Tuesday, December 14, 2004

You light up my life

I was the last person on my side of the street to put up outdoor Christmas decorations this year.

For some reason, my neighbors all seemed in a hurry to decorate their places. I don’t know if it was because they were in unusually festive moods this season or if they just wanted to get the chore over and done with, but it seemed as if they jumped up from their Thanksgiving dinners, pumpkin pie still dangling from their lips, and ran outside to decorate.

By the day after Thanksgiving, my street looked like the Las Vegas strip. There were so many waving Santas, nodding reindeer, flashing icicles and blinking trees, I was afraid low-flying aircraft might mistake the street for a runway and come in for a landing

As I lay in bed each night that week, unable to sleep because of the combined whirring of all of my neighbors’ electric meters, I felt compelled to un-Scrooge my house and decorate…or at least attempt to. Past history had taught me that anything that’s electrical and I should not be in close proximity of each other. Sure, I’d made things light up while decorating in the past, but unfortunately, the things that ended up glowing in the dark had nothing to do with the Christmas decorations.

Last week, I finally gave in and dug out my cardboard chest of Christmas decorations. Stacked right on top were two boxes of rope lights. When rope lights first came out a few years ago, I thought they were going to revolutionize Christmas decorating. I mean, lights sealed inside clear plastic tubes that could be bent and shaped without the risk of the lights popping out of their sockets and falling off seemed heaven-sent to me.

I have no idea why, but I picked the coldest night of the week last week to decorate. Armed with two 18-ft. strings of rope lights, I started to wrap the front-porch railings. The lights were pliable and easy to wrap at first, but as they got colder, they got stiffer and wanted to stand up straight rather than curl around anything.

After winding 36 feet of lights, making certain that every loop around the railings was perfectly even, I plugged them in. One whole rope lit up. Only half of the other one did.

I rushed into the house. “Does it make sense that only half a rope of lights would light up?” I asked my husband.

He shook his head. “Usually if something’s wrong, the whole thing will go out, not just half of it. But then, with you, anything is possible.”

“But I plugged them in before I took them outside,” I said. “And they all worked fine in the house.”

“Maybe all of your jostling them loosened something,” he said. He stepped outside to check the lights. He jiggled the rope, snapped it a few times with his fingers and said, “Yep. Half of it is dead all right,” and went back into the house.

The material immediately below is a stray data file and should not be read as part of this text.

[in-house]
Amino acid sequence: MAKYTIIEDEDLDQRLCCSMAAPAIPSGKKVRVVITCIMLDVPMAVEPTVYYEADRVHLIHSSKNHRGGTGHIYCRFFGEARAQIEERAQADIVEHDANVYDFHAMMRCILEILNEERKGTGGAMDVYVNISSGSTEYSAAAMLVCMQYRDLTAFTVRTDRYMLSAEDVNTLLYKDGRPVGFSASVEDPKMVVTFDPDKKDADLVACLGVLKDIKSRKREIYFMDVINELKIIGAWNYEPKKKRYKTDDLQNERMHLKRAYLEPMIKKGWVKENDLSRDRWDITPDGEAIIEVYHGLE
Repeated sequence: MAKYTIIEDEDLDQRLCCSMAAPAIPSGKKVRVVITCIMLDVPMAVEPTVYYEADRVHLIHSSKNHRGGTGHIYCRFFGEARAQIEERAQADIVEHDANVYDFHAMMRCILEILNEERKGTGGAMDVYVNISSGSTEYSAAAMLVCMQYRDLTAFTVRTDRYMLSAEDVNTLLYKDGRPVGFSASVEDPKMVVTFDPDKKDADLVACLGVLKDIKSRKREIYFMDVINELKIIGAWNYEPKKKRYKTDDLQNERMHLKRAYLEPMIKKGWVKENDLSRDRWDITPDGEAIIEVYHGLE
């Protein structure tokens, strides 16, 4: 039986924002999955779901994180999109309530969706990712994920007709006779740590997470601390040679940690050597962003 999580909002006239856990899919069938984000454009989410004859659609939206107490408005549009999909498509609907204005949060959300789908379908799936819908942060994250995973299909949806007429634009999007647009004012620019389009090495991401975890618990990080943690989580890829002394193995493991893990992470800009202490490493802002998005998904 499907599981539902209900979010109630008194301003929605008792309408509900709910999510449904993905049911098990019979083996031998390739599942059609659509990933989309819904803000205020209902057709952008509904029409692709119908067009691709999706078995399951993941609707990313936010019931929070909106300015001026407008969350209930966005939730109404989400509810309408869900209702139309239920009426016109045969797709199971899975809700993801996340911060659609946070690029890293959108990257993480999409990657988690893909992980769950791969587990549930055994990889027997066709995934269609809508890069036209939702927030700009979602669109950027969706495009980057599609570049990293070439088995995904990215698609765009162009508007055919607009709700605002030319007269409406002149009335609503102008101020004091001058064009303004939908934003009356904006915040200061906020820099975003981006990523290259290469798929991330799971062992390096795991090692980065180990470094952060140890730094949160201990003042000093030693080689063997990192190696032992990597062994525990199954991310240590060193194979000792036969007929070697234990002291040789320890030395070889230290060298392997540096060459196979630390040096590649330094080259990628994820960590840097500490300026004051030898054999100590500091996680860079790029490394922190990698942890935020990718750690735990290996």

I checked the box the lights had come in. The directions said, “Do NOT attempt to replace the bulbs!” I continued reading until I came to, “If one bulb burns out, a section of 24 lights also will go out.”

I just stared at the directions and thought how dumb the manufacturer had to be. I mean, why, on a strip of lights where the bulbs can’t be replaced per penalty of death, would they be constructed so that an entire section of bulbs also will be killed off when only one bulb dies? Wouldn’t it have made more sense to construct them so that the one bulb would go to its demise quietly, practically unnoticed, rather than take 23 of its buddies with it as if they all were part of some sort of bulb suicide-cult?

“The remaining sections of lights still will operate,” the directions said, as if that was supposed to make me feel any better. Who still would want to hang a string of lights with a section of 24 bulbs totally dark and the rest of them shining brightly?

So I went to the hardware store and bought a new string of rope lights to replace the half-dead one. Once again, I carefully wound it around the railing, and then plugged it in. I breathed a sigh of relief when all of the lights immediately glowed. Suddenly, however, they began to flash in a way that made them look as if they were trying to race each other in a marathon.

I grabbed the box. “Contains one set of chase lights,” it read, stating that I could turn the little dial near the plug and make the lights chase each other faster or slower. I rolled my eyes. The older rope of lights I’d previously put up on the other railing didn’t chase anything. It just sat there looking very dull and boring. I wanted those lights to chase something, too.